Buddhism and Human Rights
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It is difficult to think of a more urgent question for Buddhism in the late twentieth century than human rights. The political, ethical and philosophical questions surrounding human rights are debated vigorously in political and intellectual circles throughout the world and now in this volume.
Table of Contents
Chapter 1 A Buddhist Response to: The Nature of Human Rights, Kenneth Inada; Chapter 2 Are there Human Rights in Buddhism?, Damien Keown; Chapter 3 Why there are no Rights in Buddhism: A Reply to Damien Keown, Craig K. Ihara; Chapter 4 Why the Buddha has no Rights, Peter D. Junger; Chapter 5 Buddhism and Human Rights in the Thoughts of Sulak Sivaraksa and Phra Dhammapidok (Prayudh Prayutto), Soraj Hongladarom; Chapter 6 Human Rights and Compassion: Towards a Unified Moral Framework, Jay L. Garfield; Chapter 7 Buddhist Resignation and: Human Rights (Freedom is What I am), Âantipala Stephan Evans; Chapter 8 Socially Engaged Buddhism’s Contribution to the Transformation of Catholic Social Teachings on Human Rights, Charles R. Strain; Chapter 9 Human Rights and Cultural Values: The Political Philosophies of the Dalai Lama and the People’s Republic of China, John Powers; Chapter 10 Buddhist Ethics and Business Strategy Making, David Bubna-Litic;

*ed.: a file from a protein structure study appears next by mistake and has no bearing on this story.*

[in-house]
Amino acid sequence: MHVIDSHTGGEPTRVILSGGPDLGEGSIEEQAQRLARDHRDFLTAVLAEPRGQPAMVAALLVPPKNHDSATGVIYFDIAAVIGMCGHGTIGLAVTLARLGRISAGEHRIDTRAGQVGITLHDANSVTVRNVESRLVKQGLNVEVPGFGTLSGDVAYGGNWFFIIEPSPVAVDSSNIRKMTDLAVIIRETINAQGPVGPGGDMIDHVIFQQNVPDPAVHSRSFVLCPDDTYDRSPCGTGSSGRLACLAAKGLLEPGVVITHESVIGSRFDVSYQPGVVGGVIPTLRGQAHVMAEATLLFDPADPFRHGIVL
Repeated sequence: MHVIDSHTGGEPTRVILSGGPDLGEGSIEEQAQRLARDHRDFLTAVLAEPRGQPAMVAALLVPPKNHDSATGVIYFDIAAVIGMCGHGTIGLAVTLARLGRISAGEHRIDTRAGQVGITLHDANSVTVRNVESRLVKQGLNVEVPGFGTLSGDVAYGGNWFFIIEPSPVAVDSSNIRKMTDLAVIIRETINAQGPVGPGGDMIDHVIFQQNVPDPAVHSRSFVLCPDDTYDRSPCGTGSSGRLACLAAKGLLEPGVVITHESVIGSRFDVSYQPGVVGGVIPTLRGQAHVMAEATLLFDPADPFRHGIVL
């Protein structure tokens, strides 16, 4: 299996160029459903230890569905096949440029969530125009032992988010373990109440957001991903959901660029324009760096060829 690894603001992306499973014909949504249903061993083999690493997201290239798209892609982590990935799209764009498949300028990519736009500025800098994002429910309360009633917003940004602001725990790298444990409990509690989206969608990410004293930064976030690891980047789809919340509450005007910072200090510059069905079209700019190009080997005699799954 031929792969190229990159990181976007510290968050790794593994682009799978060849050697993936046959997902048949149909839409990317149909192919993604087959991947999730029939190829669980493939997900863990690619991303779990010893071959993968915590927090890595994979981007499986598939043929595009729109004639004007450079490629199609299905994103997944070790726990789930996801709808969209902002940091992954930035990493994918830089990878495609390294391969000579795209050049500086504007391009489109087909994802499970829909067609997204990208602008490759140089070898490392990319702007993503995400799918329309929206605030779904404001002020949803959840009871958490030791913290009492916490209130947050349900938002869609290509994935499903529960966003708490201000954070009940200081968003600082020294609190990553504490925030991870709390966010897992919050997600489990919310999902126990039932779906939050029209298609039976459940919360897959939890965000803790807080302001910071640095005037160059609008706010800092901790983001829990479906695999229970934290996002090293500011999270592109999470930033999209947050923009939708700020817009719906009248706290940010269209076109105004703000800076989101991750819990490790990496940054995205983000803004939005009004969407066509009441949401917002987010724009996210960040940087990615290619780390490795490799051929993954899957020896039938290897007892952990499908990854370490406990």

Damien Keown (Goldsmiths College, University of London) and Charles S. Prebish (State University of Pennsylvania) are the founding editors of the Journal of Buddhist Ethics which sponsored the conference on human rights at which the papers published herein were first presented. Wayne Husted (State University of Pennsylvania) is Technical Editor of the Journal.
'This is a serious and timely volume which does much to give a sound underpinning to these urgent concerns.' - Rodney Mearns, Asian Affairs